Johnny Cash was and continues to be revered as one of 20th century’s most influential music artists. “The Man in Black” sold over 80M copies of music that touched on themes of sorrow, moral tabulation and redemption. His life was filled with peak highs and lows, something to which his fans around the world could relate.
The lakeside property in Henderson, TN that Cash and his wife, June Carter, built and enjoyed for 35 years prior to Cash’s death in 2003, has a parallel story line. Once filled with music, happiness, beauty and too many to count legends (Bob Dylan, Kris Kristofferson, Al Gore, Willie Nelson, etc.) while Cash and Carter were there, a freakish accidental fire broke out while being renovated by its new owner, Bee Gee’s Barry Gibb, in 2007 and burned the main house to its stone foundation..
In 2014, Stan Gresham, a Texas businessman, bought the property with the intention of creating an eating disorder facility. The neighbors of the property and fans around the world registered a public outcry and Gresham shelved his idea. He’s now hoping to sell this historically significant property to “…a new owner who would be some person that is a huge Johnny Cash fan…”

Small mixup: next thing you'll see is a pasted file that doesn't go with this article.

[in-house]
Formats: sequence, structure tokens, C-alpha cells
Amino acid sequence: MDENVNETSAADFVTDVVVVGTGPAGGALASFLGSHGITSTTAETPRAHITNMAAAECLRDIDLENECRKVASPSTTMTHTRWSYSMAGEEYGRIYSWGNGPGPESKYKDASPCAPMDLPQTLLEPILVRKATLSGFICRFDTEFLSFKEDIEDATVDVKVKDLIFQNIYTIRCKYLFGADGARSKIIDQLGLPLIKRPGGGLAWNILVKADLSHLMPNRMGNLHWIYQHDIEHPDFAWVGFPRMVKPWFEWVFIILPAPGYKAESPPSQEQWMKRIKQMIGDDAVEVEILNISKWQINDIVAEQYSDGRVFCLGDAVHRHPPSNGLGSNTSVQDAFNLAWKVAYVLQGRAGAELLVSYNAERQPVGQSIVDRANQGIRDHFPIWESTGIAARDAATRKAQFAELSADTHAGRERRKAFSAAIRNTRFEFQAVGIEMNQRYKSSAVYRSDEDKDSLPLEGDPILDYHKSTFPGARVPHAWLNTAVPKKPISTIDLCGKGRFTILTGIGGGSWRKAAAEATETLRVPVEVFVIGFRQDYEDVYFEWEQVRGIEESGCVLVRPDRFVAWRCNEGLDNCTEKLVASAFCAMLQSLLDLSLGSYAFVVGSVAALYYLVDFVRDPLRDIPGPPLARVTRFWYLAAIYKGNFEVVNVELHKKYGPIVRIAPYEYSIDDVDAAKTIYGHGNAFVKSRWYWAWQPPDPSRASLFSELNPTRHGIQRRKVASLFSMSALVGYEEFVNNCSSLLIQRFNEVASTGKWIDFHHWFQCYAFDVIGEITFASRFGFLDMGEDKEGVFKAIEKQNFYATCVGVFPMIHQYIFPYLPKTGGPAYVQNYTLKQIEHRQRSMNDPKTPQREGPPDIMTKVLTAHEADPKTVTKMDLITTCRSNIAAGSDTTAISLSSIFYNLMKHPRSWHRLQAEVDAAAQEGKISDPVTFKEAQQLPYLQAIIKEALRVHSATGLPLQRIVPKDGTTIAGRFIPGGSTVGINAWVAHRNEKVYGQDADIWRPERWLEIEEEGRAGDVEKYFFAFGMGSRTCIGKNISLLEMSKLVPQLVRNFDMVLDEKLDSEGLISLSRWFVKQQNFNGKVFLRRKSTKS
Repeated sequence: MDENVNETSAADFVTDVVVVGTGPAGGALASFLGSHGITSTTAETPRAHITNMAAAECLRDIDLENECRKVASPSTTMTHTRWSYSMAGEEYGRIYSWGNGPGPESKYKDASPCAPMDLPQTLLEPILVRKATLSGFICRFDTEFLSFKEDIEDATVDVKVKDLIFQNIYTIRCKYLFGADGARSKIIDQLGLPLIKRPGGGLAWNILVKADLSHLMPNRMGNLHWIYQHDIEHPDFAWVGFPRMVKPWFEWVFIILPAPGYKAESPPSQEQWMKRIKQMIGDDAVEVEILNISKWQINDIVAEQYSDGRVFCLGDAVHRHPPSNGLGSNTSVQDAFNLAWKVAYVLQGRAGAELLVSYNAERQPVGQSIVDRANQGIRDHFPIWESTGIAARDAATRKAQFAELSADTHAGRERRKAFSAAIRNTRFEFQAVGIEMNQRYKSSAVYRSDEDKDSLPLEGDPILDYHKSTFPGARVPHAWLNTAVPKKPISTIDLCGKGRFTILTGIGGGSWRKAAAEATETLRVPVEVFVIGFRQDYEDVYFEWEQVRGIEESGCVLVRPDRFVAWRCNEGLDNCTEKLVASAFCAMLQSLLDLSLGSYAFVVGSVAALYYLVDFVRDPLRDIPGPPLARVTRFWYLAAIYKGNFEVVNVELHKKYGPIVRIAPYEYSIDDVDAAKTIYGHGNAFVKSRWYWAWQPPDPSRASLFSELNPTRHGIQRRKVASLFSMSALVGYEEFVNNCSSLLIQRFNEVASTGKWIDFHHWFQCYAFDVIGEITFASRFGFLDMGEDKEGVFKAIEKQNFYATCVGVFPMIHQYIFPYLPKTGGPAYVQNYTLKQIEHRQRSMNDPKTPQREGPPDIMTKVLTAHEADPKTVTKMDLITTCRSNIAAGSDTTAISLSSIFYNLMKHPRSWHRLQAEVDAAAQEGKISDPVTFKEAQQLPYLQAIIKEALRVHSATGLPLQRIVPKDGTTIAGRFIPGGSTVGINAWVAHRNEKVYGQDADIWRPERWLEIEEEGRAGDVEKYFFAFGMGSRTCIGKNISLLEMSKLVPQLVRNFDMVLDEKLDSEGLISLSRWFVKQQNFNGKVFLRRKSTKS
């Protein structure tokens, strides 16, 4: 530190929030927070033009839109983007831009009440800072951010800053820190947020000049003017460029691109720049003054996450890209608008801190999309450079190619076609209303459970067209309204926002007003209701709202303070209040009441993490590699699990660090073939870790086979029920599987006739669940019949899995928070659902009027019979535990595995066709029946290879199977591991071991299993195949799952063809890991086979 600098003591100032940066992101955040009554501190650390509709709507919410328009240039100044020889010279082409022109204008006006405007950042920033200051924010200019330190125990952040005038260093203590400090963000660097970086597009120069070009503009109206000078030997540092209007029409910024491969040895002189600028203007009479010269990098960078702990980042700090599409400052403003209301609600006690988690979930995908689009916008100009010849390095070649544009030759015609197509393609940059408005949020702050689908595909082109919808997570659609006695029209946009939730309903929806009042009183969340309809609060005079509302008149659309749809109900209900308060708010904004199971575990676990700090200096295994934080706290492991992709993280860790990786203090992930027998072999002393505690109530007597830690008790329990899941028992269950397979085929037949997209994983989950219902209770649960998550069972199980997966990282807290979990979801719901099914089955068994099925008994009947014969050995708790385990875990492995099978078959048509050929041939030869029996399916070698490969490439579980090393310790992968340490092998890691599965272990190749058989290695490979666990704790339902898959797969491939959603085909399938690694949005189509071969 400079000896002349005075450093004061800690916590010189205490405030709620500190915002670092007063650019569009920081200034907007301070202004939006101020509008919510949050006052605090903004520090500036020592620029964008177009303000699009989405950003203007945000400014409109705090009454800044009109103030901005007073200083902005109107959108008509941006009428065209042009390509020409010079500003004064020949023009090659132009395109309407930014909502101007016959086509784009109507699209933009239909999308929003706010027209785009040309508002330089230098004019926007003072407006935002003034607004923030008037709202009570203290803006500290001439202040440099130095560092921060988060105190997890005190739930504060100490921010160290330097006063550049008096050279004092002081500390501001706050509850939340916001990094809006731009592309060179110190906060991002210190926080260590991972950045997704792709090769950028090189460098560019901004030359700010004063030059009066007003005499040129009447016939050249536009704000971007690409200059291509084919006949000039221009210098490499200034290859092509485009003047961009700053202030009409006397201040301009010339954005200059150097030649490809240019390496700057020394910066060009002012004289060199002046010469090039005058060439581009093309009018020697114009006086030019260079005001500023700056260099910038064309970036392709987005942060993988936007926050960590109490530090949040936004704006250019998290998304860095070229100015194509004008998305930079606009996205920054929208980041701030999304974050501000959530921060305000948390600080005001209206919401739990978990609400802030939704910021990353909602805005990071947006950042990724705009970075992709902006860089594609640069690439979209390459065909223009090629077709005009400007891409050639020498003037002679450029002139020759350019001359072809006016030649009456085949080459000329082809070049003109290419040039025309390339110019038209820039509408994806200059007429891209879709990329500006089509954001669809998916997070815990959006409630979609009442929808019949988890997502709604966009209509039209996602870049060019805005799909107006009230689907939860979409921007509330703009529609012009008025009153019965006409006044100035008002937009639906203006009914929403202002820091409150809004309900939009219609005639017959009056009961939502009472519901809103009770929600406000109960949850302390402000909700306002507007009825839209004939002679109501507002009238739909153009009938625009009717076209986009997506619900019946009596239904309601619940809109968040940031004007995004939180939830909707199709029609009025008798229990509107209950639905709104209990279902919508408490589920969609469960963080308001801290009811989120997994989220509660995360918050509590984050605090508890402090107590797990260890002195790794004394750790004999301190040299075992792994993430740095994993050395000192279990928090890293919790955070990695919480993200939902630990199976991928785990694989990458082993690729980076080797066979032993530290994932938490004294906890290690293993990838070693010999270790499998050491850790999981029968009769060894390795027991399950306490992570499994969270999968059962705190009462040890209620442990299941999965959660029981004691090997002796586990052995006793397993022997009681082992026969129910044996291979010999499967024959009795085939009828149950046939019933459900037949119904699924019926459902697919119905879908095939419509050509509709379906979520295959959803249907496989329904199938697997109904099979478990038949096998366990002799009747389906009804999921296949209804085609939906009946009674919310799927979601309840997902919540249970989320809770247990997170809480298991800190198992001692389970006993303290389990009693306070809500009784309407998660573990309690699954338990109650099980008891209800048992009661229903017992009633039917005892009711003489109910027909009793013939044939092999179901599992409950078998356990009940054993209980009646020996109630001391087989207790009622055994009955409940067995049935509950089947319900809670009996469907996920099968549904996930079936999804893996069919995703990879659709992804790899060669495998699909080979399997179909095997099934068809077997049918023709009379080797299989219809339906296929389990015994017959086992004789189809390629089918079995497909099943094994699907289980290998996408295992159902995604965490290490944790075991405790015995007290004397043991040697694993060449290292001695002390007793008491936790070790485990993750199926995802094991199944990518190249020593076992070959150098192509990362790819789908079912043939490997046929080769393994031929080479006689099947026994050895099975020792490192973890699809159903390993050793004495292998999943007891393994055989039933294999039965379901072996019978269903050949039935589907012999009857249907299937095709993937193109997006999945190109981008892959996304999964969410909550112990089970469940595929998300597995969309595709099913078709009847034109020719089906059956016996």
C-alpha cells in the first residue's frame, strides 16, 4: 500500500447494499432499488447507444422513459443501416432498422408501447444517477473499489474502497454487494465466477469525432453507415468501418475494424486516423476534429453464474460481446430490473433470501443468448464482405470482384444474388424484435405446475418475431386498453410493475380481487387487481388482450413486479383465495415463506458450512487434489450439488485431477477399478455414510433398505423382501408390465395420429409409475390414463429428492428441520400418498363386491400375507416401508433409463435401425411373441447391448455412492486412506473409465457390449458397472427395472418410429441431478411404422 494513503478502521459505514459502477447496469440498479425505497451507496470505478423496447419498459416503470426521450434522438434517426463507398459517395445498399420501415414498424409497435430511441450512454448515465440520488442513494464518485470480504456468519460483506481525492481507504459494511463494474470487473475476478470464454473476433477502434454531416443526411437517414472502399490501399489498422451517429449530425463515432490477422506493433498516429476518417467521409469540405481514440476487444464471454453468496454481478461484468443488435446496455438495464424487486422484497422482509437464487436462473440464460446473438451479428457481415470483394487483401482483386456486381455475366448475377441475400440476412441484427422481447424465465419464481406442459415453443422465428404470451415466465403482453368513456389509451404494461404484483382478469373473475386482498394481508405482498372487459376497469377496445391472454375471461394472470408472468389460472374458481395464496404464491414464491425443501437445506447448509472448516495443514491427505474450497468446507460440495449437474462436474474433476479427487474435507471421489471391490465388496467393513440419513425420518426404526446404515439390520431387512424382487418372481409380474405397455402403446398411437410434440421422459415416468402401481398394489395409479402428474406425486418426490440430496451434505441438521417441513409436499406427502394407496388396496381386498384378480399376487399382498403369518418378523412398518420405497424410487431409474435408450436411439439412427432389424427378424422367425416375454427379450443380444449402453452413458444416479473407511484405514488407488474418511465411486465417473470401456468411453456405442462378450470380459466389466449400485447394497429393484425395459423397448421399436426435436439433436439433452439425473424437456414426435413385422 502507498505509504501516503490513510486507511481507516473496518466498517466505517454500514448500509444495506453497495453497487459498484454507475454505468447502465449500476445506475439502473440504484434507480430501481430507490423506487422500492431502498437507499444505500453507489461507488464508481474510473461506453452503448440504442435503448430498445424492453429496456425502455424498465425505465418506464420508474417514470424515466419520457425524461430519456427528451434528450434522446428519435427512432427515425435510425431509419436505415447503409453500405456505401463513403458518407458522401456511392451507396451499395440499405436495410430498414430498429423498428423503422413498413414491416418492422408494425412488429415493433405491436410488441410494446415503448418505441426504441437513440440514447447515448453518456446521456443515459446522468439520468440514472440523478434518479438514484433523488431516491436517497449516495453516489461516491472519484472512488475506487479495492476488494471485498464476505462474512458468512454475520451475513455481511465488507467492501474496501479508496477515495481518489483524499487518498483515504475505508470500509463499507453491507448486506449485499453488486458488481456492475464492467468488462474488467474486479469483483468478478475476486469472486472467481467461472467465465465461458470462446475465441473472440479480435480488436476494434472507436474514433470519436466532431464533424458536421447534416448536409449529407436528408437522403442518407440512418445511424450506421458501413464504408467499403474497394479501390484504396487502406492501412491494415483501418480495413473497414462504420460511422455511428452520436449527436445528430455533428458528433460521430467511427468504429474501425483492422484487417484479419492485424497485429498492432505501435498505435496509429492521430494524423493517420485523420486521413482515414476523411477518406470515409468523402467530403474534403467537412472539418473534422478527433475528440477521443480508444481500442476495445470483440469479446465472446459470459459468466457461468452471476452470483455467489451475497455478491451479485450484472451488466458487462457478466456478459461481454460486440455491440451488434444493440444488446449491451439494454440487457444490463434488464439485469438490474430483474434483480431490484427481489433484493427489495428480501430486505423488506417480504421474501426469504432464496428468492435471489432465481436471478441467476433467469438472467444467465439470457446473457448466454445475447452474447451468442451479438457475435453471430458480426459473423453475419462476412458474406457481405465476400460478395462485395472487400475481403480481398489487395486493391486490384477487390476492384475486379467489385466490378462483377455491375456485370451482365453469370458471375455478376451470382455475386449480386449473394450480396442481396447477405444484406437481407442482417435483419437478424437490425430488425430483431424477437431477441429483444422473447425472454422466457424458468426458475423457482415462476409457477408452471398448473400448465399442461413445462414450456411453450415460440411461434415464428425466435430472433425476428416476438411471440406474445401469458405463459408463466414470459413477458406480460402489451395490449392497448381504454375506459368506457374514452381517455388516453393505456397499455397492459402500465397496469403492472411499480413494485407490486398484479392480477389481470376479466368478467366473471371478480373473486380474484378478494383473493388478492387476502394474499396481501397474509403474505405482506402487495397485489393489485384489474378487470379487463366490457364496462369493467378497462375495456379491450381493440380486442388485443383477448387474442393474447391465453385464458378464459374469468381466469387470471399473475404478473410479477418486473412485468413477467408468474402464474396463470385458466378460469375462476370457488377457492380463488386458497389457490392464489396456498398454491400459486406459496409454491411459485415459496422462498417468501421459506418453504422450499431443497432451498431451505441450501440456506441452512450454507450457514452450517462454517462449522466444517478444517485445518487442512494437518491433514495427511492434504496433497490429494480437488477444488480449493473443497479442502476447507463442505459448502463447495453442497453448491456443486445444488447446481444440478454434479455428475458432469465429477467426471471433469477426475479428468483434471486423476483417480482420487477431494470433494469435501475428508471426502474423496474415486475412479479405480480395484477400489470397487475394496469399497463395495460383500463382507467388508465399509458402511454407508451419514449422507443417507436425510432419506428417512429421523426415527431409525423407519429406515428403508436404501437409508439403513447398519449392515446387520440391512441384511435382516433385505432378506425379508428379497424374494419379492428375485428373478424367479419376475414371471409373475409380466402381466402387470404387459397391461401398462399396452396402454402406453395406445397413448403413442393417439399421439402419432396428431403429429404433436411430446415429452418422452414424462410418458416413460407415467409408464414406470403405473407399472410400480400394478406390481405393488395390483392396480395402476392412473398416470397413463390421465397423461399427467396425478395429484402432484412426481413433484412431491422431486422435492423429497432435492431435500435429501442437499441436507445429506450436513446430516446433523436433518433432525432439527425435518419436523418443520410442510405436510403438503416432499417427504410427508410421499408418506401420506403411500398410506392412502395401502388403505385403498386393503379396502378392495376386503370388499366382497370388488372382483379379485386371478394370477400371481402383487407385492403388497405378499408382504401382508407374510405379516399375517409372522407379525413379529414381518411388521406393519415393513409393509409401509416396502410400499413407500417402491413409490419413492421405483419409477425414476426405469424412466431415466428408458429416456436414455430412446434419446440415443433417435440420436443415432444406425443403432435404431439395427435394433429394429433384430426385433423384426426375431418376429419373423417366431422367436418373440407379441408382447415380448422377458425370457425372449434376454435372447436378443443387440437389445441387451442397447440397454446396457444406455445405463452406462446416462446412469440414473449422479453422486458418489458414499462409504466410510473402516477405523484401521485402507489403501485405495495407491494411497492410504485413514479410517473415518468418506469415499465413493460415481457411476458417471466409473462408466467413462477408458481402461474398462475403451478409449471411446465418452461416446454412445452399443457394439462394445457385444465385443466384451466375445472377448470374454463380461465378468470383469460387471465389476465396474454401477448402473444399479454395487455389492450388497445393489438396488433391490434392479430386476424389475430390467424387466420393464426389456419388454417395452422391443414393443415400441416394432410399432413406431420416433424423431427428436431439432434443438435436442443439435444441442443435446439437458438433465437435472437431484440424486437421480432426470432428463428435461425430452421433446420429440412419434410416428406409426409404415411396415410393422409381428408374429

Stan Peacock, the listing agent with Crye-Leike in Henderson, says that Gresham is “…very particular about who gets this property. He wants someone who will keep the legend alive.” Peacock says they’ve already turned down multiple offers from developers who want to subdivide the property but “…we don’t want Johnny Cash condominiums…that would be pitiful.”
Listed for $3.95M, this 4.5 acre piece just north of Nashville includes a renovated guest house/apartment with one bedroom and one bathroom which June Carter used as a wardrobe closet, a covered boat dock, a guard house, pool and two car garage. It does not include the 14,000 sq. ft. main house that was burned in the ’07 fire. The property boasts more than 350 feet of unobstructed views of Tennessee’s picturesque Old Hickory Lake.
The property was featured in Cash’s iconic “Hurt” video and the film, “Walk the Line.”